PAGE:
From business analyst to delivery lead with…Paul Cardiff
Following on from the moving from being a software engineer to data engineer blog series, I thought it would be useful to follow a similar pattern looking at how business analysts migrate to the role of delivery lead.
The hope is that people who are considering becoming a delivery lead to use these blog posts to make a more informed choice, by identifying the skills required to make the transition, and highlighting the similarities in the two roles.
Today I am interviewing Paul Cardiff.
What inspired you to make the move from a business analyst to a delivery lead?
I have been a business analyst for over fifteen years within both traditional, waterfall teams and within cross functional, collaborative agile teams. Throughout that time I have always taken on aspects of the project management/scrum master/delivery lead roles, whether that be covering for sickness, holidays or just supporting the team in achieving their goals. I have taken on the delivery lead role on a number of occasions, but always came back to the role of the BA. I suppose a catalyst to make the move more permanent was completing my MSc in Agile Leadership in 2020. Then early in 2021, whilst working as a BA within HMRC’s DPS platform team, there was a requirement for a new delivery lead. I had been covering aspects of that role for a while so I thought I would try and make the transition permanent. I successfully passed the delivery lead interview process, and so took on the opportunity to lead the CDS Platform team.
What are the key skills you have gained as a business analyst that has helped you as a delivery lead?
I believe that there are a number of skills that cross both roles, and it is utilising these skills that has helped with a smooth transition. A couple of key ones are:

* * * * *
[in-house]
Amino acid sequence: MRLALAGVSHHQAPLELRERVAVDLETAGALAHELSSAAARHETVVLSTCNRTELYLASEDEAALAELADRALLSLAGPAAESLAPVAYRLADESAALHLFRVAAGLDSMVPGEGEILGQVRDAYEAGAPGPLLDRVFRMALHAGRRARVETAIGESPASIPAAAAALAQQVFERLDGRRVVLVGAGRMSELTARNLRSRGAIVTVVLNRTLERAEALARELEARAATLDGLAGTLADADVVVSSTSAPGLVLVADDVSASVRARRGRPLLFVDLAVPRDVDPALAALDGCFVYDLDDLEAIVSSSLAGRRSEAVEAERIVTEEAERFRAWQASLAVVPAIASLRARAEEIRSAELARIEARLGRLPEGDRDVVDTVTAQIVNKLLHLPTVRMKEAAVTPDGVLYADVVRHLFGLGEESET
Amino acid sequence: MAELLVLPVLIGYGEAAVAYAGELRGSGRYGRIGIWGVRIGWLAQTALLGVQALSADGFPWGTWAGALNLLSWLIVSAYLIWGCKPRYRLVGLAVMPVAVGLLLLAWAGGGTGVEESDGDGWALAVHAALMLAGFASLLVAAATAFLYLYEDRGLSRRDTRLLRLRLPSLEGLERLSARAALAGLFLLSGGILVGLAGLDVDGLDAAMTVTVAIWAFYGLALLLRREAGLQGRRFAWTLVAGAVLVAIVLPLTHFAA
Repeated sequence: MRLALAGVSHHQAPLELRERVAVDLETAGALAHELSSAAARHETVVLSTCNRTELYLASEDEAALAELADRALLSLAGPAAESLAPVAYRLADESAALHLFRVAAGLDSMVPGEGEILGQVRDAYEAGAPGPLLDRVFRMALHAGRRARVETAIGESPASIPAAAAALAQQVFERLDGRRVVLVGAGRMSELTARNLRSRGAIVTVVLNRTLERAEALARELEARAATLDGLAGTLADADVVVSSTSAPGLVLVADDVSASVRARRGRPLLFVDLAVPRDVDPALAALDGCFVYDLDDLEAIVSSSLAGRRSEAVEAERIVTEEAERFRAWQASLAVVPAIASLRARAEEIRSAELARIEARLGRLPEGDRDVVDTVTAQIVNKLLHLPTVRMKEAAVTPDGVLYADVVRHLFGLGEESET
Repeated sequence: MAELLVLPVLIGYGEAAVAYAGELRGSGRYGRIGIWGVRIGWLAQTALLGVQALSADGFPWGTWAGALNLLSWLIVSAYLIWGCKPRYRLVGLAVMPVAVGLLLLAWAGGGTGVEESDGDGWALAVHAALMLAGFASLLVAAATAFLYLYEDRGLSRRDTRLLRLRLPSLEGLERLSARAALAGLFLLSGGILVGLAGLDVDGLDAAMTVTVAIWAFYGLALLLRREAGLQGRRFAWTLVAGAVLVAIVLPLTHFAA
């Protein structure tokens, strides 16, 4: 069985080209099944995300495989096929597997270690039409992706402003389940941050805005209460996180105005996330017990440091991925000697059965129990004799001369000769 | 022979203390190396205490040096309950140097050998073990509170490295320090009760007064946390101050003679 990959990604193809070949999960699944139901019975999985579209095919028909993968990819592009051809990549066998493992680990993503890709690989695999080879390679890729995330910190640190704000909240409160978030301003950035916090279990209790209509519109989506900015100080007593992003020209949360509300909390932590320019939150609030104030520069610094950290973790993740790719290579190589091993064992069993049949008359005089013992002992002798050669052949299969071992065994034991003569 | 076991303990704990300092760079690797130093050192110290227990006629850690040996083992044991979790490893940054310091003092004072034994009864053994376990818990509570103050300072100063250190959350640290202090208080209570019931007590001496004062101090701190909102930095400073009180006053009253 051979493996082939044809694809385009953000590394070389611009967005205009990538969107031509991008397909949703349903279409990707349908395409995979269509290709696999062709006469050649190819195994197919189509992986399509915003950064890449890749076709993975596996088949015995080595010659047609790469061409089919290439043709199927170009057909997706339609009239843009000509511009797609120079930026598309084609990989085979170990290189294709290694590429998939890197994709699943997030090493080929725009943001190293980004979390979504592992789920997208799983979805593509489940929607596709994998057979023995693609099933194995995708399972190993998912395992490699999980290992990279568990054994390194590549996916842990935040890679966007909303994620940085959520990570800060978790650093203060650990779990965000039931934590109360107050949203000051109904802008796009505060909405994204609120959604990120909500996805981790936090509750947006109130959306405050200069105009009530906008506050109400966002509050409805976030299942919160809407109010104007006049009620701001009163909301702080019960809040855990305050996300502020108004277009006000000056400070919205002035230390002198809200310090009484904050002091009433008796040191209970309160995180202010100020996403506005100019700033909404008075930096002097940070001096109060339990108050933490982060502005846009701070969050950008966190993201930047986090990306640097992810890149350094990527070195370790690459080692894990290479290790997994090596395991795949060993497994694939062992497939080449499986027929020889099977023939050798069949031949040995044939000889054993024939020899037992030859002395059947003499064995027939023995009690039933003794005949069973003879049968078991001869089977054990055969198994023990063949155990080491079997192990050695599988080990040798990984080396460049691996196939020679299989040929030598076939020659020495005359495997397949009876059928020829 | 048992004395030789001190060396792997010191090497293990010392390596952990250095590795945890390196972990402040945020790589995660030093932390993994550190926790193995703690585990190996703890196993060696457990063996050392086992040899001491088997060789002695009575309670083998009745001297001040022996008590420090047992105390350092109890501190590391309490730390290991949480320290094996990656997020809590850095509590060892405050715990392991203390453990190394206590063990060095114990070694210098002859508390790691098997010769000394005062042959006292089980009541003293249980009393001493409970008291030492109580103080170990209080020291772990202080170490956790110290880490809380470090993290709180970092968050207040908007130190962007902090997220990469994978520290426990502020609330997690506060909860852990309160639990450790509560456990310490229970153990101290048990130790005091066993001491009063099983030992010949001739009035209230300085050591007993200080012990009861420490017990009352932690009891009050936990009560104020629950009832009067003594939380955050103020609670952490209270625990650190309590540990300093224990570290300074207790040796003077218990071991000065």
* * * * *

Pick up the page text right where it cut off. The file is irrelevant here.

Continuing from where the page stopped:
- Facilitation skills – a key skill of a good business analyst is being able to facilitate workshops and effectively draw out user needs or requirements and helping to encourage problem solving within a workshop or collaborative session. Utilising these skills has helped in facilitating our end of sprint retrospectives, and sprint planning sessions to ensure effective participation of the whole team.
- Relationship building – a key strength of a BA is building relationships with both the team and stakeholders external to the team to try and create a shared vision of what is being built. I feel that as a delivery lead this is even more critical, as delivery, first and foremost, is about people. Encouraging collaboration, helping people to build relationships, and having those key conversations with all those involved.
What do you see as the major differences in the two roles?
The softer skills aspects take more of a front seat as a DL, with your focus shifting to the needs of the team, along with the needs of the project/product. You are now the person that the team comes to with their problems, and you have a responsibility to protect the team as well as removing any blockers that might be impacting delivery. Not only that but you are now responsible for ensuring you get the correct balance within the team, including identifying what skills shortage you may have, assisting with getting those skills in the team, and onboarding any new team members.
As I have a keen interest in agile and lean ways of working, as a BA I was always proactive in helping the team apply these principles. However, since I have made the transition, encouraging continuous improvement and trying to improve the flow of work is always at the forefront of my mind.
Also, be prepared to be involved in a few more meetings
Any advice for prospective delivery leads out there?
I would say go for it. There are plenty of people in the network that have made the transition so speak to them to get their thoughts.
From a personal perspective, I would say ‘remember you aren’t a BA anymore’. I have sometimes felt it difficult to leave that role behind, which can be a help but can also be a hindrance. When making the move it might be best to start fresh in a new team rather than making the transition in the same team, as you can start to be viewed with both hats on.
Most importantly, I would say always be there for the team to help support them and continually improve together.
Do you have any regrets about making the move?
There is a little more time commitment required but I don’t have any regrets in making the move as there are plenty of benefits in accepting a new challenge and expanding on your skillset.